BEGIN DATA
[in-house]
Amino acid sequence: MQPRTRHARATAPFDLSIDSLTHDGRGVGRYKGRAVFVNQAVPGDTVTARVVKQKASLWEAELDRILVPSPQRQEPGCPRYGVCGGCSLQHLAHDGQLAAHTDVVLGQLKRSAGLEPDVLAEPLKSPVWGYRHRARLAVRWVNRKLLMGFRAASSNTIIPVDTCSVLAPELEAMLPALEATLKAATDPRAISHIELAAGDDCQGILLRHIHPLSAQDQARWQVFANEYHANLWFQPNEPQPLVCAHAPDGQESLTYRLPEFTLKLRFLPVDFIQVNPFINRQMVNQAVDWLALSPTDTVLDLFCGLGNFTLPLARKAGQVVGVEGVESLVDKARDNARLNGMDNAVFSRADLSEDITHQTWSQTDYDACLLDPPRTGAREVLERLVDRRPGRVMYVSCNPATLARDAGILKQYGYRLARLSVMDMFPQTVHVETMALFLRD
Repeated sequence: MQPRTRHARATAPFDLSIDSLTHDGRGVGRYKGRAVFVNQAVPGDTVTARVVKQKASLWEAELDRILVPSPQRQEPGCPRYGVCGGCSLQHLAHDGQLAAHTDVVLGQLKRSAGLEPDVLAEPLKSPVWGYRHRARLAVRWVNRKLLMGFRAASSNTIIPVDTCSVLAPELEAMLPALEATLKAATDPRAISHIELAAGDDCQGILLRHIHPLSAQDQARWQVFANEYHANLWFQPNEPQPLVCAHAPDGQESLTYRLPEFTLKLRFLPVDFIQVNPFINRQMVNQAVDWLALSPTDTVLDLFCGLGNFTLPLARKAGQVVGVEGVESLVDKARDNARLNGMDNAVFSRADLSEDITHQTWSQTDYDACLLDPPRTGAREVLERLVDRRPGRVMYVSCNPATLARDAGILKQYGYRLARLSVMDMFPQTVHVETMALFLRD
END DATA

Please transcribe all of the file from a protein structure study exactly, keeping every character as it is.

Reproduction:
[in-house]
Amino acid sequence: MQPRTRHARATAPFDLSIDSLTHDGRGVGRYKGRAVFVNQAVPGDTVTARVVKQKASLWEAELDRILVPSPQRQEPGCPRYGVCGGCSLQHLAHDGQLAAHTDVVLGQLKRSAGLEPDVLAEPLKSPVWGYRHRARLAVRWVNRKLLMGFRAASSNTIIPVDTCSVLAPELEAMLPALEATLKAATDPRAISHIELAAGDDCQGILLRHIHPLSAQDQARWQVFANEYHANLWFQPNEPQPLVCAHAPDGQESLTYRLPEFTLKLRFLPVDFIQVNPFINRQMVNQAVDWLALSPTDTVLDLFCGLGNFTLPLARKAGQVVGVEGVESLVDKARDNARLNGMDNAVFSRADLSEDITHQTWSQTDYDACLLDPPRTGAREVLERLVDRRPGRVMYVSCNPATLARDAGILKQYGYRLARLSVMDMFPQTVHVETMALFLRD
Repeated sequence: MQPRTRHARATAPFDLSIDSLTHDGRGVGRYKGRAVFVNQAVPGDTVTARVVKQKASLWEAELDRILVPSPQRQEPGCPRYGVCGGCSLQHLAHDGQLAAHTDVVLGQLKRSAGLEPDVLAEPLKSPVWGYRHRARLAVRWVNRKLLMGFRAASSNTIIPVDTCSVLAPELEAMLPALEATLKAATDPRAISHIELAAGDDCQGILLRHIHPLSAQDQARWQVFANEYHANLWFQPNEPQPLVCAHAPDGQESLTYRLPEFTLKLRFLPVDFIQVNPFINRQMVNQAVDWLALSPTDTVLDLFCGLGNFTLPLARKAGQVVGVEGVESLVDKARDNARLNGMDNAVFSRADLSEDITHQTWSQTDYDACLLDPPRTGAREVLERLVDRRPGRVMYVSCNPATLARDAGILKQYGYRLARLSVMDMFPQTVHVETMALFLRD